song we showed up for waited for shouted for Forty years on I can see Joe wrapped in a sleeveless Play Doh colored leisure suit rotating his Black Jell O hips crooning Little Girl Little Girl you sure can cook Little Girl Little Girl you got me hooked When you cook that chicken save me the head I should be workin but I m home in bed Minutes later I learned that the biggest crowd ever to fill Charlie s undoubtedly the biggest New England crowd ever to hear Chicken Heads was actually there for the headliner a guy I d never heard of named Bruce Springsteen But so what Good for Chicken Heads and good for Mighty Joe finally getting a little well deserved recognition Decades later I learned that Chicken Heads wasn t even written by Mighty Joe Young at all but by his fellow Louisiana native Bobby Rush And here Bobby Rush was living in my native Chicago having relocated north to expand his musical horizons from the Southern chitlin circuit and to open a BBQ joint featuring his own homemade hot link sausages And maybe served with some chicken heads on the side And this Sunday January 26 with a little help from a Tennessee keyboardist human Jiffy Pop Memphis producer named Paul Brown Bobby Rush might just bag himself a Grammy for his excellent CD Down in Louisiana And if he doesn t well he and Paul still get to walk the red carpet And they still got their nomination which is more than Bruce Springsteen got at least this year When you grab your copy of Down in Louisiana and shame on you if you don t you won t find Chicken Heads on the song list But Chicken Heads is all over that music like turquoise polyester on Mighty Joe The same smoky swampy bluesy greasy funk that used to pull Gary and I out of our seats on Lincoln Avenue and deposit us onto a sloping rotting porch on the outskirts of Shreveport will leave you feeling like you survived a knife fight with an alligator only to find yourself passing him a jar in a rusted out Electra resting precariously on cinderblocks under the Dan Ryan As collaborators Bobby Rush and Paul Brown go back together 14 years As musicologists they go back nearly a century You Just Like a Dresser mines the lyrical your love is like a faucet metaphors that Bobby traces to the 1920s Rainin in My Heart echoes the hopefulness of Trouble in Mind Don t You Cry suggests a Sittin on Top of the World that must ve entered Howlin Wolf s psyche light years south of 21st and Michigan What is the Blues starts as a botheration on your mind that sets out on an unmarked dirt road and slowly slinks northward curling up 30 years later at the feet of Muddy Waters Swing Low puts Bobby at the pulpit leading a street corner revival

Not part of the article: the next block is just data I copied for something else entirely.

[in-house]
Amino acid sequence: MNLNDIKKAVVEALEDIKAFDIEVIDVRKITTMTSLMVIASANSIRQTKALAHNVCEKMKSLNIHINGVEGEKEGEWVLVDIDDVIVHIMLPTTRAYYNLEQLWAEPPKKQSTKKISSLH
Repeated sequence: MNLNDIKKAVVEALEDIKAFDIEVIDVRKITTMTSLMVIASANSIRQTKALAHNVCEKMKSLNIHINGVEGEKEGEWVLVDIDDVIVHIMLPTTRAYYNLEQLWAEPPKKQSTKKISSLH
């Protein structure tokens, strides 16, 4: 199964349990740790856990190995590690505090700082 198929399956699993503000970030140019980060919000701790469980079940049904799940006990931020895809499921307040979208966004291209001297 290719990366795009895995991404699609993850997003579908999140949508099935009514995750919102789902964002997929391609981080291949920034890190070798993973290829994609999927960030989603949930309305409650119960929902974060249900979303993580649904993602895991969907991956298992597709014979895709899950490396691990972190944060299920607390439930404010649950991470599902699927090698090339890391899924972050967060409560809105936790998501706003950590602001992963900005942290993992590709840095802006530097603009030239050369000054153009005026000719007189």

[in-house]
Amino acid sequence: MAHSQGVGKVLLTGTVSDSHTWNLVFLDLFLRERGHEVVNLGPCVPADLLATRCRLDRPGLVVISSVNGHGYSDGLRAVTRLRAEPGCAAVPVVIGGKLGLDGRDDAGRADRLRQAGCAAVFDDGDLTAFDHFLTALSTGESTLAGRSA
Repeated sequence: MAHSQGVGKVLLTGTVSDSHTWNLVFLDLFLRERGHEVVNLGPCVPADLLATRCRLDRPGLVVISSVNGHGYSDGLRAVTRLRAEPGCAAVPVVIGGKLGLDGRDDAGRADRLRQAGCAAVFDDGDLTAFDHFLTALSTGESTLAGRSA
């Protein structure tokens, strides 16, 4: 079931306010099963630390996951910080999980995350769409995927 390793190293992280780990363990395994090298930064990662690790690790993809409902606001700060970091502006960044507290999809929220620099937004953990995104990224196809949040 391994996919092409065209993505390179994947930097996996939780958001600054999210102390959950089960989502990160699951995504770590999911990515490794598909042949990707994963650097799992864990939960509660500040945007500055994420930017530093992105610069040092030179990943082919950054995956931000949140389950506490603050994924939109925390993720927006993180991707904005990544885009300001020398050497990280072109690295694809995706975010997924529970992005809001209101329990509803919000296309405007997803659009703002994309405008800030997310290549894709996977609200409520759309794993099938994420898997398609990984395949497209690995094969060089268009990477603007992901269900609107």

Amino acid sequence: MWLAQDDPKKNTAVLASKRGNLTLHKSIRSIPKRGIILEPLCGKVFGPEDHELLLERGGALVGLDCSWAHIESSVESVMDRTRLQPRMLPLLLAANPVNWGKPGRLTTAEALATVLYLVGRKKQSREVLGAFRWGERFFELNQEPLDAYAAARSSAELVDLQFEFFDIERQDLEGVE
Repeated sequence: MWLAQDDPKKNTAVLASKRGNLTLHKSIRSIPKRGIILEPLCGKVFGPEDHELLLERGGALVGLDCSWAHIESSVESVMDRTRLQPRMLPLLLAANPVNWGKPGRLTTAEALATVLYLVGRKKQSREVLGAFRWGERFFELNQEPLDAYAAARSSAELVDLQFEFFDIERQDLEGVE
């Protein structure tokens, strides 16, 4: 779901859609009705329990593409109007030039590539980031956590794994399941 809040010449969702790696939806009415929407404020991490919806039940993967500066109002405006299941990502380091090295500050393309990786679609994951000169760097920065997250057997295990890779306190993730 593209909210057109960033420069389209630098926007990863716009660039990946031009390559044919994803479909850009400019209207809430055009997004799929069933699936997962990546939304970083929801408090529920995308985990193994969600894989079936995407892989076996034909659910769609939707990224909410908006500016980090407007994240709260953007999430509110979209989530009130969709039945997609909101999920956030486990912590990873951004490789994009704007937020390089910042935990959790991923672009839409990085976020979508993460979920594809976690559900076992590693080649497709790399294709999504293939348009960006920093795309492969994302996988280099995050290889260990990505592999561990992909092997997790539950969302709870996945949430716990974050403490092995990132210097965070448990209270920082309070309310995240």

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  • Orthopedic surgeon Dan Ivankovich, aka Chicago Blues All-Stars bandleader Chicago Slim, mends bones by day and plays blues by night